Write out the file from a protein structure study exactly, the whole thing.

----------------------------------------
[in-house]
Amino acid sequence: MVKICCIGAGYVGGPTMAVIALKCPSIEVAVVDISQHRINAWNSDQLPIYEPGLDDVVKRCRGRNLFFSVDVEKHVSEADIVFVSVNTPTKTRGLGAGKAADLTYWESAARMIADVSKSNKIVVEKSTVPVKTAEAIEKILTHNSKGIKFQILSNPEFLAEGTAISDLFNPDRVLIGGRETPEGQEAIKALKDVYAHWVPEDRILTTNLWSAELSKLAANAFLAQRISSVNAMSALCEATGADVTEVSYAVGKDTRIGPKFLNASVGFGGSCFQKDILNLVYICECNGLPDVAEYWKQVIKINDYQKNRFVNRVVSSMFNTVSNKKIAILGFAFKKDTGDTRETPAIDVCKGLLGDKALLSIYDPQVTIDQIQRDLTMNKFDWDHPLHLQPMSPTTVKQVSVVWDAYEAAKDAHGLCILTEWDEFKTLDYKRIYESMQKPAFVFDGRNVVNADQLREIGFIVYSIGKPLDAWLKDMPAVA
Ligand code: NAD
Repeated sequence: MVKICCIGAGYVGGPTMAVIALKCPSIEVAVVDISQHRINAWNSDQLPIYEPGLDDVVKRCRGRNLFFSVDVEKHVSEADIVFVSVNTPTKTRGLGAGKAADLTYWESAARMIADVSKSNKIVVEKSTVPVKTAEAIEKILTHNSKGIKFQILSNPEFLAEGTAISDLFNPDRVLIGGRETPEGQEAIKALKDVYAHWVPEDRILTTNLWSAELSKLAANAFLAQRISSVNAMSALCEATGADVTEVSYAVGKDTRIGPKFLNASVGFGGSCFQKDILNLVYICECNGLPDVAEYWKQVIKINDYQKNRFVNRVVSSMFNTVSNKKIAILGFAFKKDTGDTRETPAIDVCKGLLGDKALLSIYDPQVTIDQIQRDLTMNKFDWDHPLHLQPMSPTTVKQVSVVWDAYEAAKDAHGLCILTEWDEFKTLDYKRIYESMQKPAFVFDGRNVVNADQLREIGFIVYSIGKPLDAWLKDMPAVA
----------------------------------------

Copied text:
[in-house]
Amino acid sequence: MVKICCIGAGYVGGPTMAVIALKCPSIEVAVVDISQHRINAWNSDQLPIYEPGLDDVVKRCRGRNLFFSVDVEKHVSEADIVFVSVNTPTKTRGLGAGKAADLTYWESAARMIADVSKSNKIVVEKSTVPVKTAEAIEKILTHNSKGIKFQILSNPEFLAEGTAISDLFNPDRVLIGGRETPEGQEAIKALKDVYAHWVPEDRILTTNLWSAELSKLAANAFLAQRISSVNAMSALCEATGADVTEVSYAVGKDTRIGPKFLNASVGFGGSCFQKDILNLVYICECNGLPDVAEYWKQVIKINDYQKNRFVNRVVSSMFNTVSNKKIAILGFAFKKDTGDTRETPAIDVCKGLLGDKALLSIYDPQVTIDQIQRDLTMNKFDWDHPLHLQPMSPTTVKQVSVVWDAYEAAKDAHGLCILTEWDEFKTLDYKRIYESMQKPAFVFDGRNVVNADQLREIGFIVYSIGKPLDAWLKDMPAVA
Ligand code: NAD
Repeated sequence: MVKICCIGAGYVGGPTMAVIALKCPSIEVAVVDISQHRINAWNSDQLPIYEPGLDDVVKRCRGRNLFFSVDVEKHVSEADIVFVSVNTPTKTRGLGAGKAADLTYWESAARMIADVSKSNKIVVEKSTVPVKTAEAIEKILTHNSKGIKFQILSNPEFLAEGTAISDLFNPDRVLIGGRETPEGQEAIKALKDVYAHWVPEDRILTTNLWSAELSKLAANAFLAQRISSVNAMSALCEATGADVTEVSYAVGKDTRIGPKFLNASVGFGGSCFQKDILNLVYICECNGLPDVAEYWKQVIKINDYQKNRFVNRVVSSMFNTVSNKKIAILGFAFKKDTGDTRETPAIDVCKGLLGDKALLSIYDPQVTIDQIQRDLTMNKFDWDHPLHLQPMSPTTVKQVSVVWDAYEAAKDAHGLCILTEWDEFKTLDYKRIYESMQKPAFVFDGRNVVNADQLREIGFIVYSIGKPLDAWLKDMPAVA